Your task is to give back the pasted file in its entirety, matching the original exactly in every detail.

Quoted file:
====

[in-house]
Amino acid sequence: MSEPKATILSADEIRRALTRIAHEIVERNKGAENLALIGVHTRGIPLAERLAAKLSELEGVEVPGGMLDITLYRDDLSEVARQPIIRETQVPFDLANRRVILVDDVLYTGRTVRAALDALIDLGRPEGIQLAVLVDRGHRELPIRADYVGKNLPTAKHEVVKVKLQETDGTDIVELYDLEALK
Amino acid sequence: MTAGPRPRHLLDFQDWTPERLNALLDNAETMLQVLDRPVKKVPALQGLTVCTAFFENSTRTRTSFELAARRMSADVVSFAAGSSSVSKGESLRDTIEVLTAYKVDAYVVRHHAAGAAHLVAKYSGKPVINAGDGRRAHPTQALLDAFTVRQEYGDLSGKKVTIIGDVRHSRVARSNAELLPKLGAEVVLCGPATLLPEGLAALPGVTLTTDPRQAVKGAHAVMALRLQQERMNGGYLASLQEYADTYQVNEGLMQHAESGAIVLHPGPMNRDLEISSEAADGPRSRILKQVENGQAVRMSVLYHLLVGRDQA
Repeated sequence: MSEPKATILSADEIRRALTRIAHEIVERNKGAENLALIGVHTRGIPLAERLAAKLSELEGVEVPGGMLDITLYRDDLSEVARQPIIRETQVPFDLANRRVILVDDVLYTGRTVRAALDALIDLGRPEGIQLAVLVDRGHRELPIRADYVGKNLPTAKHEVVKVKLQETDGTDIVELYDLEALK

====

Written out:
[in-house]
Amino acid sequence: MSEPKATILSADEIRRALTRIAHEIVERNKGAENLALIGVHTRGIPLAERLAAKLSELEGVEVPGGMLDITLYRDDLSEVARQPIIRETQVPFDLANRRVILVDDVLYTGRTVRAALDALIDLGRPEGIQLAVLVDRGHRELPIRADYVGKNLPTAKHEVVKVKLQETDGTDIVELYDLEALK
Amino acid sequence: MTAGPRPRHLLDFQDWTPERLNALLDNAETMLQVLDRPVKKVPALQGLTVCTAFFENSTRTRTSFELAARRMSADVVSFAAGSSSVSKGESLRDTIEVLTAYKVDAYVVRHHAAGAAHLVAKYSGKPVINAGDGRRAHPTQALLDAFTVRQEYGDLSGKKVTIIGDVRHSRVARSNAELLPKLGAEVVLCGPATLLPEGLAALPGVTLTTDPRQAVKGAHAVMALRLQQERMNGGYLASLQEYADTYQVNEGLMQHAESGAIVLHPGPMNRDLEISSEAADGPRSRILKQVENGQAVRMSVLYHLLVGRDQA
Repeated sequence: MSEPKATILSADEIRRALTRIAHEIVERNKGAENLALIGVHTRGIPLAERLAAKLSELEGVEVPGGMLDITLYRDDLSEVARQPIIRETQVPFDLANRRVILVDDVLYTGRTVRAALDALIDLGRPEGIQLAVLVDRGHRELPIRADYVGKNLPTAKHEVVKVKLQETDGTDIVELYDLEALK